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Joanne Wicks QC

Call: 1990    QC: 2010

+44 (0)20 7306 0102jwicks@wilberforce.co.uk

Property

Joanne was the winner of Real Estate Silk of the Year at the Chambers Bar Awards 2019 and is ranked as a Band 1 property silk in both Chambers & Partners and The Legal 500. The 2020 edition of Chambers & Partners says “her service is exceptional and the quality of her advice always hits the spot” and also that she is “very good with clients, always concise and commercial, and has an incisive mind”. The same guide also describes her as “extremely helpful and proactive in complicated matters”. Meanwhile, the 2020 edition of The Legal 500 notes that “she has dealt with the most high-profile property disputes” and is “very focused and detail-orientated”. She is recommended as a real estate “global leader” and “national leader” in Who’s Who Legal 2019.

Joanne’s practice encompasses all aspects of property law. She acts in disputes resolved through litigation, arbitration and expert determination and also advises transactional lawyers on title issues and the drafting of property contracts. Joanne takes instructions from surveyors and other professionals eligible to instruct the Bar directly.

Her property practice includes:

  • Representing the successful tenant in the Supreme Court in S Franses Ltd v The Cavendish Hotel (London) Ltd [2018] UKSC 62, a landmark judgment which establishes that a landlord cannot object to its business tenant’s application for a new tenancy on ground (f) – the redevelopment ground – with a scheme of works which it would not carry out if the tenant left voluntarily.
  • Acting for Canary Wharf Group in successfully resisting the claim by the European Medicines Agency that the Agency’s 25-year lease of premises in Canary Wharf will be frustrated when the UK leaves the EU (Canary Wharf (BP4) T1 Ltd v European Medicines Agency [2019] EWHC 335 (Ch)).
  • Appearing for the appellant in the Supreme Court in Duval v 11-13 Randolph Crescent Ltd [2018] EWCA Civ 2298, a case concerning covenants which are found frequently in leases of residential blocks of flats and which the Court of Appeal has held affect a landlord’s ability to authorise structural alterations to a flat.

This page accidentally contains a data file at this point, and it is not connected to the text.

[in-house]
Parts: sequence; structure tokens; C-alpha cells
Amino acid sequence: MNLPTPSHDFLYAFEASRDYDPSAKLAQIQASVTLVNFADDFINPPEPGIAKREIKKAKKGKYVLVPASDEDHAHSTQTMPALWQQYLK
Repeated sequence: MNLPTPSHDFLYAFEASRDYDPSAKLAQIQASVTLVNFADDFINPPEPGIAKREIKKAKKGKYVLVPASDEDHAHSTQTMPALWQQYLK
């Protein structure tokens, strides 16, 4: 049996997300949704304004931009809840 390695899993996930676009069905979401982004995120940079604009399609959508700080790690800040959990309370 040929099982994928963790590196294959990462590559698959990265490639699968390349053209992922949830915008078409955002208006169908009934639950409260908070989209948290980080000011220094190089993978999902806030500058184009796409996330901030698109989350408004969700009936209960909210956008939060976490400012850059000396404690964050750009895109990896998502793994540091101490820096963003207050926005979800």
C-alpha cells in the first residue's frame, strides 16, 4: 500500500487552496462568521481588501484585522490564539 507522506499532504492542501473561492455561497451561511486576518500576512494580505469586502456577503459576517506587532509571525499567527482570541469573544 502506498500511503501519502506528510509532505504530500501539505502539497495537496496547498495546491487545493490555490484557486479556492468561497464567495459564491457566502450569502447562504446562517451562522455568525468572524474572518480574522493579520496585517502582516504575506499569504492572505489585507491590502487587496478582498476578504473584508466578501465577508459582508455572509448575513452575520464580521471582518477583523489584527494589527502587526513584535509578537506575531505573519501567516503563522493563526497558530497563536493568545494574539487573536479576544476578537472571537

• Successfully representing the appellant in Churston Golf Club v Haddock, in which the Court of Appeal considered the anomalous “fencing easement” and whether such a right had been created by an express covenant to fence.
  • Appearing for the prospective purchaser of an office block in Luton, which recovered its deposit and damages following fraudulent misrepresentations by the seller (Greenridge Luton One Ltd v Kempton Investments Ltd [2016] EWHC 91).
  • Appearing for a developer seeking to establish that a covenant imposed to secure overage was not binding upon it (Bryant Homes Southern Ltd v Stein Management Ltd [2017] P & CR 6).
  • Acting for Joseph, the fashion retailer, in a claim against Stella McCartney Ltd under the Landlord and Tenant Act 1954 in relation to a shop in Old Bond Street.
  • Acting for a right to manage company on an appeal by a landlord to the Court of Appeal contesting its acquisition of the right to manage under the Commonhold and Leasehold Reform Act 2002 (Miltonland v Platinum House (Harrow) RTM Co Ltd).
  • Representing a supermarket chain in a dispute as to whether a contract to acquire a site was properly terminated because the planning permission was not ‘satisfactory’ (Norcros Estates Ltd v Optimisation Developments Ltd & WM Morrison Supermarkets Plc).
  • Advising the developer of a very substantial London site on the impact of a scheme of restrictive covenants affecting part of it.